It is still a concomitant object of the present invention to provide an economically feasible modem that achieves mobile and footprint compatibility with user input devices such as PDA's.
In accordance with the invention as embodied and broadly described herein, the foregoing and other objectives are achieved by configuring a PCMCIA style communications card modem, useful as an internal modem in a personal computer (PC), with an autonomous power supply and an additional communications port to convert the modem into an external modem for a mobile user input device such as a PDA.
In a preferred embodiment, the autonomous power supply is an integrated rechargeable power source, such as a secondary battery like nickel-cadmium or lithium-ion. The secondary battery is recharged by means of the computer power supply, during use of the computer, so that a user can remove the modem from the computer and still maintain an electrical power supply for the modem. In this manner, a user is provided with a modem having mobility, compactness and a streamlined profile that is conveniently compatible with a user input device. Preferred communications ports for the modem include serial ports such as an EIA-232-D and an IrDA port.
The autonomous power supply may alternatively be a dedicated external power supply conveniently plugged in to the modem so that the modem can be removed from the computer and used with a user input device.
An isolation circuit within the modem is provided to determine whether the computer power supply or the autonomous power supply is to energize the modem circuitry. A switch, operable by the user, may additionally be included to indicate to the isolation circuitry which electrical power supply should be used to energize the modem circuitry.
These and other objects and features of the present invention will become more fully apparent from the following description and appended claims, or may be learned by the practice of the invention as set forth hereinafter.
In order to more fully understand the manner in which the above-recited and other advantages and objects of the invention are obtained, a more particular description of the invention will be rendered by reference to specific embodiments thereof which are illustrated in the appended drawings. Understanding that these drawings depict only typical embodiments of the invention and are not therefore to be considered to be limiting of its scope, the invention in its presently understood best mode for making and using the same will be described and explained with additional specificity and detail through the use of the accompanying drawings in which:
FIG. 1 is a perspective view of a communications card modem having an additional communications port in accordance with the present invention;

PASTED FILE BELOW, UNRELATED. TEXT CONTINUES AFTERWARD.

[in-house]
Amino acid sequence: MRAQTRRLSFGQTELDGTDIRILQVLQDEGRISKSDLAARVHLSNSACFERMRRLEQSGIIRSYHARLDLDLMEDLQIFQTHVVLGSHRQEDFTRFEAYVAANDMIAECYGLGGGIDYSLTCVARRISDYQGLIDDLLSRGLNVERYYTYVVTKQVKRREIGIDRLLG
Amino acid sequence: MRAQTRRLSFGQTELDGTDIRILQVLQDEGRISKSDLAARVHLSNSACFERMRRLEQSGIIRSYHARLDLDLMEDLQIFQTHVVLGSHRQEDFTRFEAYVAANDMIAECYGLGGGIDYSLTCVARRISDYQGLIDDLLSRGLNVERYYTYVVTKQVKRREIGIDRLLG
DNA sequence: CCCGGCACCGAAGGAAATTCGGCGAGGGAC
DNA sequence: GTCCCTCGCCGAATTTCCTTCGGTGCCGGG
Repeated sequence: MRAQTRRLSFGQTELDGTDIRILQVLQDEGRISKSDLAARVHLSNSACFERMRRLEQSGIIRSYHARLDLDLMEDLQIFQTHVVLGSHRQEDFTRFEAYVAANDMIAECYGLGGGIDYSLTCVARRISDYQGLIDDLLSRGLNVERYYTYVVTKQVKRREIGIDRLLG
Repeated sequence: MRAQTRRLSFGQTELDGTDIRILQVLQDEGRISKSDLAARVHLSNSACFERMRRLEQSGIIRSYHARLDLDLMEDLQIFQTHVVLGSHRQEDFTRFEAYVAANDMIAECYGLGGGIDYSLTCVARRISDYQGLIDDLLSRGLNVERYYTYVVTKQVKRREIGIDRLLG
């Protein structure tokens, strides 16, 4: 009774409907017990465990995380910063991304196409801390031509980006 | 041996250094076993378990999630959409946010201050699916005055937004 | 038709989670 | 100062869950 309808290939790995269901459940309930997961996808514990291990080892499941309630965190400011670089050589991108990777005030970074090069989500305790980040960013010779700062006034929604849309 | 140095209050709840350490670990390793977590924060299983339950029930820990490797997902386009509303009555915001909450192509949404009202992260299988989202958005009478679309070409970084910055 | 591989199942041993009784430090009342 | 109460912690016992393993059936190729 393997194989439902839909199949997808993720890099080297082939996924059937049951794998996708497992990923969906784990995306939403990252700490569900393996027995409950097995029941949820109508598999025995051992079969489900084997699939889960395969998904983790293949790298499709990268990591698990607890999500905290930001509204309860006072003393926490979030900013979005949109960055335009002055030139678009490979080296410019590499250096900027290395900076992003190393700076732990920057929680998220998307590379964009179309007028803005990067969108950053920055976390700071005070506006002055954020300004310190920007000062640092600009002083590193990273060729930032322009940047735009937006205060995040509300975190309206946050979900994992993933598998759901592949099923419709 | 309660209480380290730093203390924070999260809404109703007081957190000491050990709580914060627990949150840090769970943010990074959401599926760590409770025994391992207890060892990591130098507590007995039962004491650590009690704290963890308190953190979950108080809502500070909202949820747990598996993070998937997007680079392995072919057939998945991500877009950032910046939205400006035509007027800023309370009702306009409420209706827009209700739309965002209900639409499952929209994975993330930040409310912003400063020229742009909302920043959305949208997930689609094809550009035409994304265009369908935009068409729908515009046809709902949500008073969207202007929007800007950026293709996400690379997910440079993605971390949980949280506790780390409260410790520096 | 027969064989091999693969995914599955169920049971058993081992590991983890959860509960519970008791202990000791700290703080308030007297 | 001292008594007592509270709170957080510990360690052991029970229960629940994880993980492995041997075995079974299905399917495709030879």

FIG. 2 is a block diagram of exemplary internal circuitry useful with the communications card modem of FIG. 1;
FIG. 3 is a perspective view of a communications card modem having alternative embodiments of a communications port and power supply; and
FIG. 4 is a block diagram of exemplary internal circuitry useful with the communications card modem of FIG. 3.
A communications card modem useful as an internal modem in a personal computer (PC) is configured with an autonomous power supply and an additional communications port for use as an external modem for a mobile, user input/interface device.
As used herein, "mobile user input/interface device" or "user input device" refers to computing system configurations such as a personal data assistance (PDA) device, a hand-held device, a consumer electronic device or a similar other device characteristically being compact, streamlined and extremely mobile. User input devices also characteristically possess limited magnetic storage capabilities and are typically used for storing and organizing user input data such as, scheduling, day-planner and personal information.
It is a feature of the present invention to provide an external modem for use with a user input device that is mobile, compact and streamlined to provide a user a mobile and convenient means for downloading or transferring data information stored on the user input device from many and diverse locations. Typically, data from the user input device is downloaded onto a "computing system configuration" or "computer" characteristically possessing larger magnetic storage capabilities. Such "computers" having larger storage capabilities include, but are not limited to, a desktop computer, a personal computer (PC), a mainframe, a minicomputer or a computer cluster. It is, however, sometimes useful to download or transfer data from one user input device to another. In either circumstance, the communications card modem described herein is suitable for effectuating this data transfer.